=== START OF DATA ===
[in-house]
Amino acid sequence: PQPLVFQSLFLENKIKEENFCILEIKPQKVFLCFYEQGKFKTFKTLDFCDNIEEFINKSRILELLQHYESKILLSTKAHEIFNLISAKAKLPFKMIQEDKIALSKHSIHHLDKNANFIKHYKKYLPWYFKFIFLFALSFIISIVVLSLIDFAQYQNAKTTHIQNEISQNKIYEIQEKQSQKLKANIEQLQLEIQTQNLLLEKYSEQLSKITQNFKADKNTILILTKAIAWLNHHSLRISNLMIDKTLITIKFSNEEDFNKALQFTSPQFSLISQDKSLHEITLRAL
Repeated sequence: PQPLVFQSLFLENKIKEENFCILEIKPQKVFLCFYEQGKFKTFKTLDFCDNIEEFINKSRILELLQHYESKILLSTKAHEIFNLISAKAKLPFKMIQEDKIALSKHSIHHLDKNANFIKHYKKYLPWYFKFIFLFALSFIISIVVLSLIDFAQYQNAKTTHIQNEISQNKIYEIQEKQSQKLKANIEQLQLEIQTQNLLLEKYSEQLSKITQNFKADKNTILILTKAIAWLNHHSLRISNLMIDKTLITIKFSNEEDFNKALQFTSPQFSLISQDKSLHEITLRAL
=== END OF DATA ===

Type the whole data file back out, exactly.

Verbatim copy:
[in-house]
Amino acid sequence: PQPLVFQSLFLENKIKEENFCILEIKPQKVFLCFYEQGKFKTFKTLDFCDNIEEFINKSRILELLQHYESKILLSTKAHEIFNLISAKAKLPFKMIQEDKIALSKHSIHHLDKNANFIKHYKKYLPWYFKFIFLFALSFIISIVVLSLIDFAQYQNAKTTHIQNEISQNKIYEIQEKQSQKLKANIEQLQLEIQTQNLLLEKYSEQLSKITQNFKADKNTILILTKAIAWLNHHSLRISNLMIDKTLITIKFSNEEDFNKALQFTSPQFSLISQDKSLHEITLRAL
Repeated sequence: PQPLVFQSLFLENKIKEENFCILEIKPQKVFLCFYEQGKFKTFKTLDFCDNIEEFINKSRILELLQHYESKILLSTKAHEIFNLISAKAKLPFKMIQEDKIALSKHSIHHLDKNANFIKHYKKYLPWYFKFIFLFALSFIISIVVLSLIDFAQYQNAKTTHIQNEISQNKIYEIQEKQSQKLKANIEQLQLEIQTQNLLLEKYSEQLSKITQNFKADKNTILILTKAIAWLNHHSLRISNLMIDKTLITIKFSNEEDFNKALQFTSPQFSLISQDKSLHEITLRAL